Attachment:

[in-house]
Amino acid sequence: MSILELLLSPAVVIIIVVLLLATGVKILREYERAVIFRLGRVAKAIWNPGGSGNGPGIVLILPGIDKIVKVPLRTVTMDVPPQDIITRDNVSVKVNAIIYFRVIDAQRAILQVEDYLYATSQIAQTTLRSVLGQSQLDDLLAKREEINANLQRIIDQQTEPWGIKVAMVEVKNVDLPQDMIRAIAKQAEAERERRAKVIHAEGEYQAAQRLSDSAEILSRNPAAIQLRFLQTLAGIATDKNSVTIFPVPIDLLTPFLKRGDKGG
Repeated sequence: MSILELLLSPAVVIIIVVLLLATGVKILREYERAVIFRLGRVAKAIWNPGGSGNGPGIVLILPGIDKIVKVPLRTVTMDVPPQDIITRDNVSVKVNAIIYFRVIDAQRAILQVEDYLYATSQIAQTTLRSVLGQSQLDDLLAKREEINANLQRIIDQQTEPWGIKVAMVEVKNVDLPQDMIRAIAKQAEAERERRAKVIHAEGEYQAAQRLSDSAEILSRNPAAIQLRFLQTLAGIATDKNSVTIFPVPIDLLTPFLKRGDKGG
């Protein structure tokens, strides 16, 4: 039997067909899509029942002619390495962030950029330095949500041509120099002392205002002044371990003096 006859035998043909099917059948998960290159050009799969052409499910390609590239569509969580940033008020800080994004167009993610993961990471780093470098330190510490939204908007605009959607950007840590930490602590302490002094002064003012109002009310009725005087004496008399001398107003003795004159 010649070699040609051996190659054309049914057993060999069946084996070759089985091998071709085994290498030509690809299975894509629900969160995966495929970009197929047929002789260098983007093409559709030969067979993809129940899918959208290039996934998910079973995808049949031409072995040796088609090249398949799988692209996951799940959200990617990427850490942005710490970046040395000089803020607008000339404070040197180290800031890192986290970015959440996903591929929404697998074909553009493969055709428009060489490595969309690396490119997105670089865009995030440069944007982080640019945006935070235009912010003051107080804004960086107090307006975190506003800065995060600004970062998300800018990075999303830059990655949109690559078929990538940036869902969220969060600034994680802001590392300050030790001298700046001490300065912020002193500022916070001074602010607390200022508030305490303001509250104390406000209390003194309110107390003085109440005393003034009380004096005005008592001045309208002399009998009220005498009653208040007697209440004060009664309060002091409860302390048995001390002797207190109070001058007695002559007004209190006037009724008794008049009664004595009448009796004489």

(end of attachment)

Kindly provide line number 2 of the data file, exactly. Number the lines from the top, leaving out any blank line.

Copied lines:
Amino acid sequence: MSILELLLSPAVVIIIVVLLLATGVKILREYERAVIFRLGRVAKAIWNPGGSGNGPGIVLILPGIDKIVKVPLRTVTMDVPPQDIITRDNVSVKVNAIIYFRVIDAQRAILQVEDYLYATSQIAQTTLRSVLGQSQLDDLLAKREEINANLQRIIDQQTEPWGIKVAMVEVKNVDLPQDMIRAIAKQAEAERERRAKVIHAEGEYQAAQRLSDSAEILSRNPAAIQLRFLQTLAGIATDKNSVTIFPVPIDLLTPFLKRGDKGG